David Farenthold at the Washington Post has been investigating the Trump Foundation, and he’s outlined its illegal activities, which I won’t duplicate. But from my perspective as a foundation director (and as a human being), what Trump does with his foundation is vile, and contradicts the essence of charity. Most foundations use their wealth to help the needy. The Trump foundation uses other people’s money to help the wealthy. A man who steals from a charity would steal from anyone.

J.P.: You seem genuinely frustrated with the way the media is covering Donald Trump thus far. Why? And what should the press be doing differently?

R.T.: Someone will write a fascinating and depressing book about how the media covered this election. But here are a few key factors. 

Hillary Clinton has been in the public eye since 1978, when her husband was elected governor of Arkansas. She’s the most investigated politician in U.S. history, and she’s repeatedly been exonerated. Trump, on the other hand, has been taken seriously by reporters only in the last few months. He’s been famous for a long time, but the media thought he was an amusing and harmless buffoon (despite evidence to the contrary — most notably, his public demand that New York impose the death penalty on five black and Hispanic teenagers who’d been accused, falsely, it turned out), of raping a white female investment banker). When Trump declared he was running for president in the summer of 2015, reporters didn’t think he’d get very far, so they didn’t vet his history and ideas the way they vetted Cruz or Romney. In the last few weeks, that’s changed, and a few newspapers have even adjusted their coverage by using the word “lie” to describe Trump’s claims, rather than neutral and dishonest euphemisms like “equivocation.”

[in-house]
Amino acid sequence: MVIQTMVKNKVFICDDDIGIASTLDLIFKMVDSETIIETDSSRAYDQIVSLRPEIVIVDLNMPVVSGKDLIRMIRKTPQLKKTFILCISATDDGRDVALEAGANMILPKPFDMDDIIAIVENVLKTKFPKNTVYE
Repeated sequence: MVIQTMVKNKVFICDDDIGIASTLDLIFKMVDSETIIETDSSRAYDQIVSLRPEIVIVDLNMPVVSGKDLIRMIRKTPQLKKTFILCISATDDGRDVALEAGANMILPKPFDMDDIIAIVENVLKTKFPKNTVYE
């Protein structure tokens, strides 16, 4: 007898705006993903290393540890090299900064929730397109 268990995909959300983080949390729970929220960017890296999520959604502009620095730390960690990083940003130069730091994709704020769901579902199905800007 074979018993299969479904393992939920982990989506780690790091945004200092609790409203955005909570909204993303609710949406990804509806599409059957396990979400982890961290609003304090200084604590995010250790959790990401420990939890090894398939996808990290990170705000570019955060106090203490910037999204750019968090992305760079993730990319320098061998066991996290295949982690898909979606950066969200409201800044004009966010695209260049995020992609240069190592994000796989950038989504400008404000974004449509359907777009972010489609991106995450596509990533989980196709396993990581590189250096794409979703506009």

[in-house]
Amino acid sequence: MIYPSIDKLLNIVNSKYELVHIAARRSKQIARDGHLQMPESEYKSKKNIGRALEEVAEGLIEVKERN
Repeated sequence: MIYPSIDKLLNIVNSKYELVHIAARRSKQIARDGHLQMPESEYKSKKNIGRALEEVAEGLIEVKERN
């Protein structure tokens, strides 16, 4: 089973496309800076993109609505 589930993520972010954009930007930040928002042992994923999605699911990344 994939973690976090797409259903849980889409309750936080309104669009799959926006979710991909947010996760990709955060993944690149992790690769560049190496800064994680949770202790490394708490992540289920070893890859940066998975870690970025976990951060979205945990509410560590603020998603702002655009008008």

The Right Wing has been yelling MEDIA BIAS for years, which makes journalists reluctant to write or say anything that might seem biased. They’ve successfully cowed much of the media, and both dictated and limited the scope of coverage — meanwhile, Fox News, the most flagrantly biased of any media, operates under the cloak of “balanced and fair.” The Right Wing is masterful at disinformation campaigns like this, creating a fog about ideas like “bias” or even “racism.” (Shout out to the “you’re the real racist” tweeters and commenters, who equated “racism” with “talking about race.” Yeah, no, actually, you’re the real racists. You don’t get to change the meaning of “racism.”) Also, Peter Thiel contributed to a chilling of aggressive coverage when he sued Gawker and caused it to shut down. In addition, most editors are cautious people who fear controversy and corrections (and, these days, being fired), so they insist that reporters work while handcuffed — they have to moderate or dilute their knowledge and observations. I like Maggie Haberman of the New York Times, but her tweets have so much more punch than the pieces she files for the New York Times.